This is a second attempt for norwich sourdough bread. For the first attempt, my sourdough starter was not strong enough to leaven the bread, resulting in a few brick bats being thrown down the rubbish chute.
Not one to give up, I tried again. This time, I fed Chu, my sourdough starter, for 4 days before making the bread. Much more successful result.
Norwich sourdough (from WildYeast)
- 450 grams flour (I used King Arthur Organic Unbleached All-Purpose Flour)
- 60 grams rye flour (I used dark rye flour from Germany bought at Phoon Huat)
- 300 grams water (at Singapore room temperature)
- 180 grams mature 100% hydration sourdough starter
- 11.5 grams salt
- In a mixing bowl, add both types of flour, water and starter. Mix until just combined.
- Let the dough rest in the bowl for half an hour.
- Add the salt and mix until medium gluten development.
- Transfer dough to an oiled container that is preferably low and rectangle in shape, to make it easier to fold the dough.
- Proof at 25 C for 150 minutes, folding at 50 and 100 minutes.
- Scrape the dough onto a floured counter and divide it however you want. I did not divide the dough, since I halved the recipe.
- Shape dough into a ball and let it rest, covered with cling wrap, for 15 minutes.
- Shape the dough into whatever shape you want and place the dough onto a banneton, couche or parchment paper to proof. Proof at 25 C for 150 minutes. You can also choose to proof for 90 minutes, then place the dough in the fridge and proof for 2-16 hours. *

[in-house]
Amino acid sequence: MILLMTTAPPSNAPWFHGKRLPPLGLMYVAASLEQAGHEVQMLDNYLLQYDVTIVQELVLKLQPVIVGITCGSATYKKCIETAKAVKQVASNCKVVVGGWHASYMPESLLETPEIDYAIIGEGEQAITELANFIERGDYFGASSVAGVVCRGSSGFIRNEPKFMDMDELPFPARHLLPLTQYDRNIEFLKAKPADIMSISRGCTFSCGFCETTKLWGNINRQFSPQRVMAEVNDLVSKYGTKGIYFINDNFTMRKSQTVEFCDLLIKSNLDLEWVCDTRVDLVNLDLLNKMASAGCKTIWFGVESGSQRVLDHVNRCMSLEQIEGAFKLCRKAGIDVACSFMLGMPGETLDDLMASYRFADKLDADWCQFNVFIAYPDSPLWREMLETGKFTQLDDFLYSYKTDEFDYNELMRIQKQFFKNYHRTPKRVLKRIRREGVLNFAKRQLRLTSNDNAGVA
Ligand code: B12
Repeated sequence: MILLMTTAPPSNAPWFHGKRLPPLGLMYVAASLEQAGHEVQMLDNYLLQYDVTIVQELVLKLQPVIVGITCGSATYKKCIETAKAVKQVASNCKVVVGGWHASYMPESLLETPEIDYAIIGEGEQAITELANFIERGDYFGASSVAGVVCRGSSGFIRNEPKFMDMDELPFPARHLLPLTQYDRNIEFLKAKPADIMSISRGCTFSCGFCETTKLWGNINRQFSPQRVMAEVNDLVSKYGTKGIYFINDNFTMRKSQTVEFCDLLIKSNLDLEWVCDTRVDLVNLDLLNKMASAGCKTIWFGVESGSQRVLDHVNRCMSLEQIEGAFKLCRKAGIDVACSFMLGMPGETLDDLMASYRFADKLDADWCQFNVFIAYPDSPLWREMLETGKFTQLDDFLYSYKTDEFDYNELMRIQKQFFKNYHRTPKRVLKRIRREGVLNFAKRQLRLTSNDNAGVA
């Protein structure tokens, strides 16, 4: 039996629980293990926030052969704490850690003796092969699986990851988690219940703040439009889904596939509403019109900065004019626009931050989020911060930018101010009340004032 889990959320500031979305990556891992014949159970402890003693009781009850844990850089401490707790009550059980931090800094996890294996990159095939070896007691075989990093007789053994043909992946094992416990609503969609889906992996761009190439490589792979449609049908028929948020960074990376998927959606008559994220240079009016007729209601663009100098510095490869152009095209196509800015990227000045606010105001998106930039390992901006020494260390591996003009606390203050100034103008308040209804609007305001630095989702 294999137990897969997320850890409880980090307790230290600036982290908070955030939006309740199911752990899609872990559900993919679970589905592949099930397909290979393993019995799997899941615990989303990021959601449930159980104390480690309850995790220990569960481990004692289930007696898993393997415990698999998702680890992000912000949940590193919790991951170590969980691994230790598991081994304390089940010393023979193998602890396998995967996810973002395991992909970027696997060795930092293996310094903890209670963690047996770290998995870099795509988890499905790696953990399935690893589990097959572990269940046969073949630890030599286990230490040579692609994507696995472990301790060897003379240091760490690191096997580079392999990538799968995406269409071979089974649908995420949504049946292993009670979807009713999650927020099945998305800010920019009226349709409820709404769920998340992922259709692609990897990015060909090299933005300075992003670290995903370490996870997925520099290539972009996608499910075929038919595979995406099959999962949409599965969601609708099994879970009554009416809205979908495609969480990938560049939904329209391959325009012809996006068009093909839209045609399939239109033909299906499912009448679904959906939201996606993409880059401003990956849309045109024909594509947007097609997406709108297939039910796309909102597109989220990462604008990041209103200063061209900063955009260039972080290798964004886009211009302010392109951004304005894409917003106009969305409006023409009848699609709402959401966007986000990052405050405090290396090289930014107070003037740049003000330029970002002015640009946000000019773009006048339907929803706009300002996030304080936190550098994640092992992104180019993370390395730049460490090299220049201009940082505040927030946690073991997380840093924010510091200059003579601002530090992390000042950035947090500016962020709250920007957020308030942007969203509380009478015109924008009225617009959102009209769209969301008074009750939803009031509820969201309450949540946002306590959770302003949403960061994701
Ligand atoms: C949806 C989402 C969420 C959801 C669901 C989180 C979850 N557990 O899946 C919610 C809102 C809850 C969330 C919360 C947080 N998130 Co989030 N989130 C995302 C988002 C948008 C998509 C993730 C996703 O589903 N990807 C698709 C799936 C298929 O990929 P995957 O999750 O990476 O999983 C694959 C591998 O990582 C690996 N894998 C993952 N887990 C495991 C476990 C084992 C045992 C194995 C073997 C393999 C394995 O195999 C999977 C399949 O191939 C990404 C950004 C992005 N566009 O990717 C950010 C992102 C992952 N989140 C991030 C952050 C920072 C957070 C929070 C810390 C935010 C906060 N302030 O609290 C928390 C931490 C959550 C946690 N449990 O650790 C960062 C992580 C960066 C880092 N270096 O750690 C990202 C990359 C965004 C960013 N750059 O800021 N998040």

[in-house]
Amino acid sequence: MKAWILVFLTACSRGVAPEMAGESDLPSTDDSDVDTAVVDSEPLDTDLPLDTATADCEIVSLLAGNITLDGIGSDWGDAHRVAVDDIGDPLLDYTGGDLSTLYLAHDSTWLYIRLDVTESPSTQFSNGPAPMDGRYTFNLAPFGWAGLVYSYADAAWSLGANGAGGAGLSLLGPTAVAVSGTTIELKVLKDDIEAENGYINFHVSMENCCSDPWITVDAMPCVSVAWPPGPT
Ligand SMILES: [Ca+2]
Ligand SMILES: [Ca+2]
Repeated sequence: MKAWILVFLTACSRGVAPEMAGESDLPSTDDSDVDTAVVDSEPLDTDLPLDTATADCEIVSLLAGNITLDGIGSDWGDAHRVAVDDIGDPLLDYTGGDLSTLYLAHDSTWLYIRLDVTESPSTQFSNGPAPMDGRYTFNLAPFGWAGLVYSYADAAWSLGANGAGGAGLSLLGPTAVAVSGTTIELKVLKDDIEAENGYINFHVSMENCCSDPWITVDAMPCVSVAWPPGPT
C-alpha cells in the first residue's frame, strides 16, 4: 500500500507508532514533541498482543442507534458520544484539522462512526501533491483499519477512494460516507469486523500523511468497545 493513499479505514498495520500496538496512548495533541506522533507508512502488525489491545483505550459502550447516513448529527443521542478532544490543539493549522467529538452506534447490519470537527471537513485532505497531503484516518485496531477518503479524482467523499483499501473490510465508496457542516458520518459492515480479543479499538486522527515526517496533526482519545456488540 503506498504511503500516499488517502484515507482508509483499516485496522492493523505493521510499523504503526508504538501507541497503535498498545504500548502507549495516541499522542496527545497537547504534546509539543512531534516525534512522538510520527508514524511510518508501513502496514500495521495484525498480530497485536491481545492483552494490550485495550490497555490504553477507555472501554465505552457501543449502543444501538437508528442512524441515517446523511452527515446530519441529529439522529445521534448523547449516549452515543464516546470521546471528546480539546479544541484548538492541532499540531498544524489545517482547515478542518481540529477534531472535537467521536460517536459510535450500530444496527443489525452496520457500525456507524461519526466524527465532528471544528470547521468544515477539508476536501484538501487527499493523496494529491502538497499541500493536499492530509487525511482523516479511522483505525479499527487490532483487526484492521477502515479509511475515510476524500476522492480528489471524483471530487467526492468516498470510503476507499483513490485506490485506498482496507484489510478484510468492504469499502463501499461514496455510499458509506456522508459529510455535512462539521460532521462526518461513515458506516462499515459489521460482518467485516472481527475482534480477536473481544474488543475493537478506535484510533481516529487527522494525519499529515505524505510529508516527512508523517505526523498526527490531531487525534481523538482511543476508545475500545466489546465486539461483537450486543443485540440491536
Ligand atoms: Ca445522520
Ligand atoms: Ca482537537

- An hour before the proofing is done, preheat oven and baking stone to 250 C. Steam will be required for initial baking.
- Turn proofed dough onto a semolina-sprinkled peel or parchment. Score the dough if you want.
- Bake at 15 minutes with steam and another 15 minutes without. Adjust timing according to the weight of your dough. Bread is done when internal temperature reads 93 C.
* The last time I proofed dough in the fridge with parchment paper, the dough sat on the paper and refused to budge. I baked it anyway. The paper stuck so well, I had to throw away the entire bread.
Texture is chewy, with a slight tang and a wonderful smell of wheat and rye. This bread is great with soup! It gets a bit dry the next day and even drier thereafter. I am still searching for a sourdough recipe that makes a soft moist loaf.